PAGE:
Is there such a thing as stress-free entertaining? Not in my experience, although it’s something I do so often I should be a regular virtuoso by now. According to a recent survey by Tesco, the most anxiety provoking thing is having a clean, tidy house before the deluge of guests arrives. I agree entirely; there is always a certain point, usually thirty minutes before the ring-a-ding-ding heralds the visitors’ arrival, that my jaw sets into a rictus grin and I start barking commands between my teeth.
‘Put the shoes AWAY!’ ‘Get a hand towel for the bathroom!’ ‘No, that’s a BATHMAT!’ ‘Yes, there IS a difference!’
Hairbrushes and bills and pens are swept off the counter into bags which end up under a pile of random detritus and remain lost for weeks. LSB scuttles about lighting candles in an effort to create ambiance and calm my nerves. ‘Would you like a drink?’ he asks in a hopeful tone, which is just an excuse for him get tore in, under the guise of placating me.
Another stress-factor for would-be hosts, is the worry that the food they offer up will be sub-standard. An old friend of ours used to regale us with stories about her pal who was an appalling cook, but undeterred by her lack of culinary prowess, still entertained regularly. ‘Can you eat your avocado?’ whispered a fellow diner at one of her suppers, ‘because mine’s like a bloody brick.’
But worse I feel, than serving up inedible food, is not serving up enough food. Scorched into my brain in high resolution is the memory of relatives coming for lunch one Easter Tuesday. I still wince when I think about it. Ill-advisably, I had hosted a dinner for neighbours the night before. All Lenten restraint was abandoned, the effects of which I felt deeply the following morning. Incapable of rational thought, I unwisely exhorted my aunt and her family to come. I was keen to show them my new kitchen extension, which I told them was perfect for entertaining. Rule number one though, when inviting people for lunch, is to ensure you have something to feed them. Given that my brain resembled rump steak to which a meat tenderiser had been applied, I didn’t conduct a stocktake. Before they arrived, I peeked under the tin-foiled plates in the fridge, thinking I still had generous portions of quiche and dessert left. Nope, just a subdued looking slice of pie that a child had clearly poked at. I had one pizza and a limp-looking salad. LSB was back at work, and couldn’t be summoned from his desk, because he had a shite holiday allocation back then. There was thus no one to conduct an emergency run to M&S. As I produced this paltry fare, my children, who were small and usually sparrow-like in their eating habits, swiftly demolished most of the pizza. I had to root about in the fridge until I found a tub of soup|: I still wince at the memory.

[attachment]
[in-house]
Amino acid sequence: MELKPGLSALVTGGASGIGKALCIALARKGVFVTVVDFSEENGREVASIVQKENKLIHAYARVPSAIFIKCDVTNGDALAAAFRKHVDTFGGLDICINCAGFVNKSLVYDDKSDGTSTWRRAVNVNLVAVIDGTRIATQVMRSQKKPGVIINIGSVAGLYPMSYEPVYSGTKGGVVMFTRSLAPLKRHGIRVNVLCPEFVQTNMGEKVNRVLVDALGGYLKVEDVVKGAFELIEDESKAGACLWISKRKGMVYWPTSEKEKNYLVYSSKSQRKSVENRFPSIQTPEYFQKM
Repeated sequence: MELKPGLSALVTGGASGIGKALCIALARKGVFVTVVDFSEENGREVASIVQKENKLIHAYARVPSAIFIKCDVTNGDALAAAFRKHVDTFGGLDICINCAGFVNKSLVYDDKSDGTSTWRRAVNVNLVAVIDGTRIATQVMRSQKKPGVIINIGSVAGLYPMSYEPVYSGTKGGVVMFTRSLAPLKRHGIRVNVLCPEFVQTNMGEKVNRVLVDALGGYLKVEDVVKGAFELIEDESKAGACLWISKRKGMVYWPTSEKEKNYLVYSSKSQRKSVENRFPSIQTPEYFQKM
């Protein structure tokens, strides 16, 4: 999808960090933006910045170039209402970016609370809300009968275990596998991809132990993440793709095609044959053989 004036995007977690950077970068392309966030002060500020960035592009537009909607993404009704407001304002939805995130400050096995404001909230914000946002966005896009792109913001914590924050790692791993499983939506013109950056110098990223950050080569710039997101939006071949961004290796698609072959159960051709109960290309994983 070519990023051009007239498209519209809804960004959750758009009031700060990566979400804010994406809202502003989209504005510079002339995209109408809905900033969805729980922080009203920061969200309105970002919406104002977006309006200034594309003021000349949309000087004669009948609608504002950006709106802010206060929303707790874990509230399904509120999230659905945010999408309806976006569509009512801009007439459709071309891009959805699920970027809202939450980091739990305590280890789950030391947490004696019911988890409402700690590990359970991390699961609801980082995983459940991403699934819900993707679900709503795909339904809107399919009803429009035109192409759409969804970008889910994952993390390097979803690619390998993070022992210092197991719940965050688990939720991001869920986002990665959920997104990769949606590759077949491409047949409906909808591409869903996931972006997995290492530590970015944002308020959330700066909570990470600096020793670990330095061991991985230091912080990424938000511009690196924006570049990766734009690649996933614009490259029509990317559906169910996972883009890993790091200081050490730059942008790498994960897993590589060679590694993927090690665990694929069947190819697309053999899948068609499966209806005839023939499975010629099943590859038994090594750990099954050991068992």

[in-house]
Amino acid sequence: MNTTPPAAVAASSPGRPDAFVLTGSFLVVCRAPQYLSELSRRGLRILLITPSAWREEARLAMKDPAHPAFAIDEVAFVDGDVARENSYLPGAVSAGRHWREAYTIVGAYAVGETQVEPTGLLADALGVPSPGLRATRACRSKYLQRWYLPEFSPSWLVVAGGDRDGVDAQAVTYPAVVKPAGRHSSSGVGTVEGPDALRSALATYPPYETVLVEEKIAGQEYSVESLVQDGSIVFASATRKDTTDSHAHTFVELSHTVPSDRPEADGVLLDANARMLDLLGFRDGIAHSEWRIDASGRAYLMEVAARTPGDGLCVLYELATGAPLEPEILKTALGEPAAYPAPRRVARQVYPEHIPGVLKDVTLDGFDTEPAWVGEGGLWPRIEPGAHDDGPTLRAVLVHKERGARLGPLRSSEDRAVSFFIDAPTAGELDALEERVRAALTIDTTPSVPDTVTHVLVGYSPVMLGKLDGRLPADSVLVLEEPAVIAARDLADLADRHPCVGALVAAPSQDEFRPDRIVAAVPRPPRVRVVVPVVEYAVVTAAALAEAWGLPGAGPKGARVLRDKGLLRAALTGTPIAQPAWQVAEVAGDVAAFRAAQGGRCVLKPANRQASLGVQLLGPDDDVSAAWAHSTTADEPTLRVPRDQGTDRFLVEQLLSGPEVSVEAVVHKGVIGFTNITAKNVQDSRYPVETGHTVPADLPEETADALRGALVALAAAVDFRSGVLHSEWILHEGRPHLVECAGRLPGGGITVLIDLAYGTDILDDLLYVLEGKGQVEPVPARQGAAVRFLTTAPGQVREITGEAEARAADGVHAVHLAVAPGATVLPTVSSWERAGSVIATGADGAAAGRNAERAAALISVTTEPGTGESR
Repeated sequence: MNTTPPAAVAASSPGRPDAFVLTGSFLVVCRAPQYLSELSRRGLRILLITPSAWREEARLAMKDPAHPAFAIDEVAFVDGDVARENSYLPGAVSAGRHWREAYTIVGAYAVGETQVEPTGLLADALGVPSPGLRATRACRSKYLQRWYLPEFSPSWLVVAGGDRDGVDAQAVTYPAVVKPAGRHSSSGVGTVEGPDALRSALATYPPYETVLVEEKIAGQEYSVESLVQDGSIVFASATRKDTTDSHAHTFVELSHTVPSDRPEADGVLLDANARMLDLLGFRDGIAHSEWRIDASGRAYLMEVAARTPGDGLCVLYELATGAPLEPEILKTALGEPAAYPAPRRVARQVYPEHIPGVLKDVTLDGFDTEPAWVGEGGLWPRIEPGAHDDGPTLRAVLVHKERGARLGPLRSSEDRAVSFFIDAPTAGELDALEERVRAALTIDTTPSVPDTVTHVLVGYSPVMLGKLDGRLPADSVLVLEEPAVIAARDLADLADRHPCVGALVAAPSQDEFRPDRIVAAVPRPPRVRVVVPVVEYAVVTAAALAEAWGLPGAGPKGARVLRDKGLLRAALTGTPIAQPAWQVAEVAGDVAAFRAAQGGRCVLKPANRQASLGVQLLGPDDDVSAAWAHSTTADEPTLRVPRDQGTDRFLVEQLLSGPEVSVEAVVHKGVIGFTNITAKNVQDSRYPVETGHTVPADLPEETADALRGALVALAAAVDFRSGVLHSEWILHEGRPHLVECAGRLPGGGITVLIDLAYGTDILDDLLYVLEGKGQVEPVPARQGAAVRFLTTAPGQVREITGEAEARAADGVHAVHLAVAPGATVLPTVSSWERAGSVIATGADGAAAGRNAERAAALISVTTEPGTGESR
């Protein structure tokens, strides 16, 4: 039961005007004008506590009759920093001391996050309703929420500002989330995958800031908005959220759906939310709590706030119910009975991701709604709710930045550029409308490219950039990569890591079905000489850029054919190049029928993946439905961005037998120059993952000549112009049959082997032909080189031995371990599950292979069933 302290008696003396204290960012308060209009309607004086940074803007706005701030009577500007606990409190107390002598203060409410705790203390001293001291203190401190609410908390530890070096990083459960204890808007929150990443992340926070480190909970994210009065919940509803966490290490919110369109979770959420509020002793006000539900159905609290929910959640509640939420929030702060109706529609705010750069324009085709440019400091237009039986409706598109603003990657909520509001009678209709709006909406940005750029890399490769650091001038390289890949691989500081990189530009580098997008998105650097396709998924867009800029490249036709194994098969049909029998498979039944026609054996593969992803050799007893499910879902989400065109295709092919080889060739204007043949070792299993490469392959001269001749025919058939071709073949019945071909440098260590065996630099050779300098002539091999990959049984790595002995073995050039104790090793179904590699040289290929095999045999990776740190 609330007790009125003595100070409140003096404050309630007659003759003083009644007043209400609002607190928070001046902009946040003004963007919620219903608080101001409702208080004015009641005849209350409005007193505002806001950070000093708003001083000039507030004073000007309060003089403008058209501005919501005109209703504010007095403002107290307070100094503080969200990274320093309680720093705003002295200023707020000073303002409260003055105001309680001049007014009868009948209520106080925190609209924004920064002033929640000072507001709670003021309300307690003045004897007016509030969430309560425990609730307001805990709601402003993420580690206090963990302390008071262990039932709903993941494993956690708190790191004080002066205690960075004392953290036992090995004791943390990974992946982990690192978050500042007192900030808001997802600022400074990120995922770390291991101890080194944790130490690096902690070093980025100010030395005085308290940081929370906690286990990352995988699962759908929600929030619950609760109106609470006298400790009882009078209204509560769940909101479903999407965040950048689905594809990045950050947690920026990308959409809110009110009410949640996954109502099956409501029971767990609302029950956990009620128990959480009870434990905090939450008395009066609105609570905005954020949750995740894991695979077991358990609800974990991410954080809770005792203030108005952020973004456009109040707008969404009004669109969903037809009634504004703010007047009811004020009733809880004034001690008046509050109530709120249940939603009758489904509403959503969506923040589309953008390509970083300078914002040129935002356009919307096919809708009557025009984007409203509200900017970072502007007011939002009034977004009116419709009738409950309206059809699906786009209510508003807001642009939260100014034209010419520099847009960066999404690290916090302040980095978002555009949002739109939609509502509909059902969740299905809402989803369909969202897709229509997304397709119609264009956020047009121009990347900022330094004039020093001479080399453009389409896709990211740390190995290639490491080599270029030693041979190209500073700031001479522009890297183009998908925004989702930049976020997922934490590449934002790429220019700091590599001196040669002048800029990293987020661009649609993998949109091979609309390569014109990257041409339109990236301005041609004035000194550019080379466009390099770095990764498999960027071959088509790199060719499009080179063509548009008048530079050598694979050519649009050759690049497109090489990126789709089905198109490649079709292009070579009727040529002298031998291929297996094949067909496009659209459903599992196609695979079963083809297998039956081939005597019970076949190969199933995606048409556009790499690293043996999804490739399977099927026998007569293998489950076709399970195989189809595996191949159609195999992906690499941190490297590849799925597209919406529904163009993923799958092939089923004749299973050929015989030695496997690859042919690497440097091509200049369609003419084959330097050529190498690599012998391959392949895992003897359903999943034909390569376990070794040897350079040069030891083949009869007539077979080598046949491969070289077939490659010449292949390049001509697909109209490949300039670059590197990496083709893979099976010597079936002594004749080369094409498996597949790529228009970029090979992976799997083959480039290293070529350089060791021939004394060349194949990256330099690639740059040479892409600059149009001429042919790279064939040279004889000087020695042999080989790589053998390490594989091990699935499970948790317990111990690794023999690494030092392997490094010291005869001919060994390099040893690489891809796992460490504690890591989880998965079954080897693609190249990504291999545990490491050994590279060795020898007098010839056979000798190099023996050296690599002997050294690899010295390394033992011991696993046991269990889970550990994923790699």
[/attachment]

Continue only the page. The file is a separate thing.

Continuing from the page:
Later, I relayed the debacle to The Mothership, who was horrified at the scant offerings I had dished up to her relatives. She’s a country woman at heart, and if you don’t need hauled from your chair after a meal then she doesn’t consider it a job well done.
My tips then for stress free entertaining include avoiding doing so if your head feels like a bag of chisels. Secondly, the slow cooker is your friend. This recipe for beef and ginger is guaranteed to please and it’s best made in the morning, so as your guests arrive they are greeted by the scent of aromatic Asian fare that tastes as though you put a lot more work into it then you actually did. Serve it with perfectly cooked rice (2 cups of water to one cup of well-rinsed basmati) and dinner is served. I would dish this up with a fine bottle of Bardolino, a light Italian red which doesn’t thwack you in the head like a Malbec and is thus the perfect accompaniment to what is basically a meat stew. The Vineyard on Ormeau has some gorgeous varieties. Serve this up generously to your guests and coupled with the pale glow of candle light, no one will notice (nor care) about the cluttered corners and filthy windows you never got to.
Happy Easter all!